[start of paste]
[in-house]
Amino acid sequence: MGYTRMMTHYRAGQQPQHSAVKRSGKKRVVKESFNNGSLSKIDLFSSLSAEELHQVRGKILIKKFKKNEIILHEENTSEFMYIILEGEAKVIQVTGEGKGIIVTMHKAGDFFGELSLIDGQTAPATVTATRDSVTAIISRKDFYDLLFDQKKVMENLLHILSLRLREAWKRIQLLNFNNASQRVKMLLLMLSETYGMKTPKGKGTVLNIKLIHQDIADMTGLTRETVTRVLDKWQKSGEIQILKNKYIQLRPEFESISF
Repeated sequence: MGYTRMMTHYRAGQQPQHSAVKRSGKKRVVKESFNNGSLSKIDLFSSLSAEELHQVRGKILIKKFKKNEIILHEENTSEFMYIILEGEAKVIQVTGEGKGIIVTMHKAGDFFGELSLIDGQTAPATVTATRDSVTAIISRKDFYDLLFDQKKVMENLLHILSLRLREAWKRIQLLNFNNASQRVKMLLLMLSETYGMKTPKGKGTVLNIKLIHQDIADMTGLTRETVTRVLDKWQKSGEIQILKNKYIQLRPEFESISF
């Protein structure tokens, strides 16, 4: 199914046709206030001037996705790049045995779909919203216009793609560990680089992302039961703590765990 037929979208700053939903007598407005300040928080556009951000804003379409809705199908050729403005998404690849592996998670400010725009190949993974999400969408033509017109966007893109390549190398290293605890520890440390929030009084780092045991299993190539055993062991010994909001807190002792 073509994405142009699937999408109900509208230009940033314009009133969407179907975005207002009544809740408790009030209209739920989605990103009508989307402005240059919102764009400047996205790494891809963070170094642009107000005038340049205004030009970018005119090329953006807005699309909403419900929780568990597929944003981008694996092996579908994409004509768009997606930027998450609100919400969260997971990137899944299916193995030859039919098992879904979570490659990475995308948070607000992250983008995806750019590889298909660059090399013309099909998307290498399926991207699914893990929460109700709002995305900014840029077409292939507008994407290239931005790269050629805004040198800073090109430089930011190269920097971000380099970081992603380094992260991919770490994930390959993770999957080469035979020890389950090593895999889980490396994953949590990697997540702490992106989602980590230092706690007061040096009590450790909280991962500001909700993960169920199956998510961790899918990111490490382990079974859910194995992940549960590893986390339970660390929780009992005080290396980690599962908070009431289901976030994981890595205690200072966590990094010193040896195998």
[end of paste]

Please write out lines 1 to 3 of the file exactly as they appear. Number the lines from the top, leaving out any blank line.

[in-house]
Amino acid sequence: MGYTRMMTHYRAGQQPQHSAVKRSGKKRVVKESFNNGSLSKIDLFSSLSAEELHQVRGKILIKKFKKNEIILHEENTSEFMYIILEGEAKVIQVTGEGKGIIVTMHKAGDFFGELSLIDGQTAPATVTATRDSVTAIISRKDFYDLLFDQKKVMENLLHILSLRLREAWKRIQLLNFNNASQRVKMLLLMLSETYGMKTPKGKGTVLNIKLIHQDIADMTGLTRETVTRVLDKWQKSGEIQILKNKYIQLRPEFESISF
Repeated sequence: MGYTRMMTHYRAGQQPQHSAVKRSGKKRVVKESFNNGSLSKIDLFSSLSAEELHQVRGKILIKKFKKNEIILHEENTSEFMYIILEGEAKVIQVTGEGKGIIVTMHKAGDFFGELSLIDGQTAPATVTATRDSVTAIISRKDFYDLLFDQKKVMENLLHILSLRLREAWKRIQLLNFNNASQRVKMLLLMLSETYGMKTPKGKGTVLNIKLIHQDIADMTGLTRETVTRVLDKWQKSGEIQILKNKYIQLRPEFESISF